Sunday, June 01, 2008

Hyper-what, "miling"?

With all my ranting about the need to reduce energy demand, you'd think I would know about hypermiling; nope, I learned about it at an ISPE event (of all places) from a gent I did not know. It is good to know that more people are thinking about fuel use and consumption.
So, being one of the wannabe greenies, I tried some hypermiling a few weeks ago. Here’s the data:
Car: 2004 Passat Wagon Auto 1.8L turbo (needs high octane…ouch!) ~50,500 miles on the odometer

Waltham, MA (near Boston) – Albany, NY
Set cruise at: 65 mph
Average velocity: 54 mph
Time: 3hr 15min (some noodling around the destination and when I left)
Distance: 175 mi
Avg. mpg: 32 mpg (usually get around 26-28 mpg with cruise set at 75 mph)
Albany - Waltham
Set cruise at: ~62 mph
Average velocity: 55 mph
Time: 3hr 9min
Distance: 172 mi
Avg. mpg: 37 mpg (usually, around 26-28 mpg with cruise set at 75 mph)

West to east is more downhill and there was a strong tailwind at times. I could not help but do some drafting with some trucks in both directions. Tire pressure WAS NOT maxed…I wonder what that will do?
Here are the comments from the gentleman I met at the ISPE event that introduced me to hypermiling:
I hit 29.8 on Friday. After a day of running cumulative avg. mpg dropped to 29.6 and then ticked back up to 29.7.

I bought the car 07 Taurus with 30k miles on it and at that time it was showing 18.4. So I am overcoming the mpg history. My fist goal is 30mpg combined city and highway. Not sure how high it will go but I am increasing the tire pressure to recommended max and am looking into a K and N washable air filter. More air flow will also improve the mpg.

So you have improved approx 6mpg. So you have picked up approx 90 more miles to the tank saving 3 gallons at 4 bucks is 12 bucks savings per tank. Filling 3 times a week saves 36 at 50 weeks is 1800 dollars annual savings and approx 6k miles further annually. Nice job. Do the tires and drive like you have very little brake. I'm driving to Williamsburg, VA week of July 4th and that will take a chunk out of the negative mileage history...I wonder what increase I will see.

Some press related to increasing fuel prices, gas mileage, and traffic patterns that may be of interest.
Gasoline demand has fallen sharply since the beginning of the year and is headed for the first annual drop in 17 years, according to government estimates. The Transportation Department reported Friday that in March, Americans drove 11 billion fewer miles than in March 2007, a decline of 4.3 percent. It is the first time since 1979 that traffic has dropped from one March to the next, and the month-on-month percentage decline is the largest since record keeping began in 1942.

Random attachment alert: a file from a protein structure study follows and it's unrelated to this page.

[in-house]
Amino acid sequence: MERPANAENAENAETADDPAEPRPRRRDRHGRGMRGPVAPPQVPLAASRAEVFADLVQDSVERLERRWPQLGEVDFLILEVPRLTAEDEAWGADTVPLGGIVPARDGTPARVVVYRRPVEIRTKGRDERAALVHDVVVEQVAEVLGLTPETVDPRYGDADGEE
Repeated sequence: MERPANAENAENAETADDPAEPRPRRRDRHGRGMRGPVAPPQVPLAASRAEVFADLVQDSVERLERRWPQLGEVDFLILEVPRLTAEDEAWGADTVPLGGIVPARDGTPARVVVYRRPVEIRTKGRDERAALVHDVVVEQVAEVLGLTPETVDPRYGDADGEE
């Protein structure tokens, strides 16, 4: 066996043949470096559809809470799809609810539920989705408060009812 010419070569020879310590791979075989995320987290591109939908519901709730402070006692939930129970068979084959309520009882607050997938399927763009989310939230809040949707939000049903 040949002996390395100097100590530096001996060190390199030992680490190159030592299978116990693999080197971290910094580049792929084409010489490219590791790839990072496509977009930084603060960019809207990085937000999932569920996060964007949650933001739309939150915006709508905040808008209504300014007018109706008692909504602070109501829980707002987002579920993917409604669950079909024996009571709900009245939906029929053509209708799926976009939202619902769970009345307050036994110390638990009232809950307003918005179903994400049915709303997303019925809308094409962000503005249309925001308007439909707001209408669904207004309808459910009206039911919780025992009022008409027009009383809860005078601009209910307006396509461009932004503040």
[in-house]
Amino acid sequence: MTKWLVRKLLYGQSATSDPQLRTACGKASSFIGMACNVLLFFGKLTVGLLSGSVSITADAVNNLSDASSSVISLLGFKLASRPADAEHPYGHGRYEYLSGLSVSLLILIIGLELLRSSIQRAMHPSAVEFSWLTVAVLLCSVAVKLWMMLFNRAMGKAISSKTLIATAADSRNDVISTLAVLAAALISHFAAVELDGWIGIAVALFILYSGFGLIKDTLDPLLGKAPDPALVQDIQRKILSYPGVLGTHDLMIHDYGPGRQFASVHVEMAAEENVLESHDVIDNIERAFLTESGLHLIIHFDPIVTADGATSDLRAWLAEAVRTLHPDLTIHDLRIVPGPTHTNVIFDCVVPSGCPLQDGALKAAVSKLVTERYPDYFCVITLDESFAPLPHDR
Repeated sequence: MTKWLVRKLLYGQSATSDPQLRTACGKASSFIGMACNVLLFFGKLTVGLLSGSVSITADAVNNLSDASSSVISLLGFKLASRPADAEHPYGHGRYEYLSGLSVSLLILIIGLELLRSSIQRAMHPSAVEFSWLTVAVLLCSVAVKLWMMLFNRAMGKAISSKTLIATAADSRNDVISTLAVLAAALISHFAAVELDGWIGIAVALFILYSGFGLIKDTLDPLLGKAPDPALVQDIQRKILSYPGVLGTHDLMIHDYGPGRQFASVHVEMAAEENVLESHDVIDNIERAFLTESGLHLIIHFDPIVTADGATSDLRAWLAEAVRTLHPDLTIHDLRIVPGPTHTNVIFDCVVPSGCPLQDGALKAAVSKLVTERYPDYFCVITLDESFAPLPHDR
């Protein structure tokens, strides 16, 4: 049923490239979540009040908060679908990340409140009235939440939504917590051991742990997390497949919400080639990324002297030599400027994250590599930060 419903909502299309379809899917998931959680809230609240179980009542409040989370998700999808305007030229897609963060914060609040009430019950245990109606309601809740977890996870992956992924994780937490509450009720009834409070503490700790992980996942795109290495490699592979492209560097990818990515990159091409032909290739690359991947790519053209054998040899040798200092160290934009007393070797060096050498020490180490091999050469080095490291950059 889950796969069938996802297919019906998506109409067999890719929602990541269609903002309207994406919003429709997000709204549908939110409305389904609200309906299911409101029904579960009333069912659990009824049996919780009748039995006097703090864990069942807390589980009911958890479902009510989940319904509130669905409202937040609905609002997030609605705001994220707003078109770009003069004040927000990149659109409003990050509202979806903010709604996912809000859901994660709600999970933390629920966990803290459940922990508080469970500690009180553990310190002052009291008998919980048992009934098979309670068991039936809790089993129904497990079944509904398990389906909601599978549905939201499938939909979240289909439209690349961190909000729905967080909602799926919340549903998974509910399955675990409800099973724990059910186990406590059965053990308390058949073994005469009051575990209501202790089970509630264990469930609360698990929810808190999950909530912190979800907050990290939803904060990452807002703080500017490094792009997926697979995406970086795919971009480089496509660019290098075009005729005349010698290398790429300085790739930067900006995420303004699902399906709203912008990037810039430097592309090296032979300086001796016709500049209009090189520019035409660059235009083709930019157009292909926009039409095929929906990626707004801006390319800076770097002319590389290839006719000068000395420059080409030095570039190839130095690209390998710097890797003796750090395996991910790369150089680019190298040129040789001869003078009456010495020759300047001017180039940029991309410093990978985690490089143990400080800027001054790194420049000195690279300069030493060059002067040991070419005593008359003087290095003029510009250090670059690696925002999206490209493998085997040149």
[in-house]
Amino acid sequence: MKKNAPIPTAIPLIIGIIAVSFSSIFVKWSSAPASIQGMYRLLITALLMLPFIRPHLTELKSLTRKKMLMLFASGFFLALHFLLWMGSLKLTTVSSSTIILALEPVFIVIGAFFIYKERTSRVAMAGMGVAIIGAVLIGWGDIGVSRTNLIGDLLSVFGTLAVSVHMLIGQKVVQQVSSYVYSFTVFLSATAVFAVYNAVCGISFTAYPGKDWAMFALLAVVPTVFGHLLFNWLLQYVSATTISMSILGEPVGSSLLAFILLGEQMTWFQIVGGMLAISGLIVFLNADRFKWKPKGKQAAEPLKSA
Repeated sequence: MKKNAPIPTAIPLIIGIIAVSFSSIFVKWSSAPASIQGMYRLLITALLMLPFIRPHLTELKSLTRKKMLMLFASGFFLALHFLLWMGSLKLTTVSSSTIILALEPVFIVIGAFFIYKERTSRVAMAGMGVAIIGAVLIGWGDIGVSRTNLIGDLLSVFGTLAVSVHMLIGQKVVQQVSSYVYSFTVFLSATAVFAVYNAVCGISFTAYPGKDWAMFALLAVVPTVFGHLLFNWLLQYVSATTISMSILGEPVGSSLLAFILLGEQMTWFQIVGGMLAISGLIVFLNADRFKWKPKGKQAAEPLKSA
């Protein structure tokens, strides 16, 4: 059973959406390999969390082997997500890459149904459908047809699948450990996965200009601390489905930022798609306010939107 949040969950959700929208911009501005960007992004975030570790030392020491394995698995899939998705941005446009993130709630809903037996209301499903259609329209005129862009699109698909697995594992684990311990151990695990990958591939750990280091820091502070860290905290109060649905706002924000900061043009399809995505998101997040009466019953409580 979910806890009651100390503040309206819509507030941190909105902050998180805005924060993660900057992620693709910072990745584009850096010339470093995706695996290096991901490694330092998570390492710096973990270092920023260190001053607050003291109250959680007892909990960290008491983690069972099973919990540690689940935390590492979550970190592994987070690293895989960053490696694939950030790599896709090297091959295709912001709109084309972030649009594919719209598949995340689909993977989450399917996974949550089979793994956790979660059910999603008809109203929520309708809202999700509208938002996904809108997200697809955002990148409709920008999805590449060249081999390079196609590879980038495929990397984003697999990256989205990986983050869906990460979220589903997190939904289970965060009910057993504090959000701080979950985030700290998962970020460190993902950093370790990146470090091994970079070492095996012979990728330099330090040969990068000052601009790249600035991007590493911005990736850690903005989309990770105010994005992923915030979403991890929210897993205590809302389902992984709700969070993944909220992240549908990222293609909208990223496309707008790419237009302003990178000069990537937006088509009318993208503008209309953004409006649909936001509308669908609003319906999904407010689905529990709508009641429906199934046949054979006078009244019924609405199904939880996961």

Traffic Wave Experiments , from a gentleman in Seattle, an interesting (and potentially intuitive) excerpt:
Once upon a time, years ago, I was driving through a number of stop/go traffic waves on I-520 at rush hour in Seattle. I decided to try something. On a day when I immediately started hitting the usual "waves" of stopped cars, I decided to drive smoothly. Rather than repeatedly rushing ahead with everyone else, only to come to a halt, I decided to try to move at the average speed of the traffic. I let a huge gap open up ahead of me, and timed things so I was arriving at the next "stop-wave" just as the last red brake lights were turning off ahead of me. It certainly felt weird to have that huge empty space ahead of me, but I knew I was driving no slower than anyone else. Sometimes I hit it just right and never had to touch the brakes at all. Other times I was too fast or slow. There were many "waves" that evening, and this gave me many opportunities to improve my skill as I drove along.

I kept this up for maybe half an hour while approaching the city. Finally I happened to glance at my rearview mirror. There was an interesting sight. It was dusk, the headlights were on, and I was going down a long hill to the bridges. I had a view of miles of highway behind me. In the neighboring lane I could see maybe five of the traffic stop-waves. But in the lane behind me, for miles, TOTALLY UNIFORM DISTRIBUTION. I hadn't realized it, but by driving at the average speed of the traffic around me, my car had been "eating" the traffic waves. Everyone ahead of me was caught in the stop/go cycle, while everyone behind me was forced to go at a nice smooth 35MPH or so. My single tiny car had erased miles and miles of stop-and-go traffic. Just one single "lubricant atom" had a profound effect on the turbulent particle flow within the entire miles of "tube."
Driving slowly and thinking about the impact this has on me and the world around me made me wonder, "What is the value of speeding up?" We drive faster, we "get away", and we ship goods to more people in more places faster than ever before...all in the name of economic growth. What are we growing, an economy that supports what we want or an economy that promotes consumption? What would slowing down accomplish? Would we refocus locally? Would we run off the rails of growth and fall into complete chaos?

Are we ready for this?

Perhaps mindfulness on a national level would do us some good.

1 comment:

Lory said...

Awesome website! I came across it today while doing some research for my own blog ( on hypermiling. I particularly enjoyed your description of the"wave" of traffice that you controlled! Keep up the good work~ Lory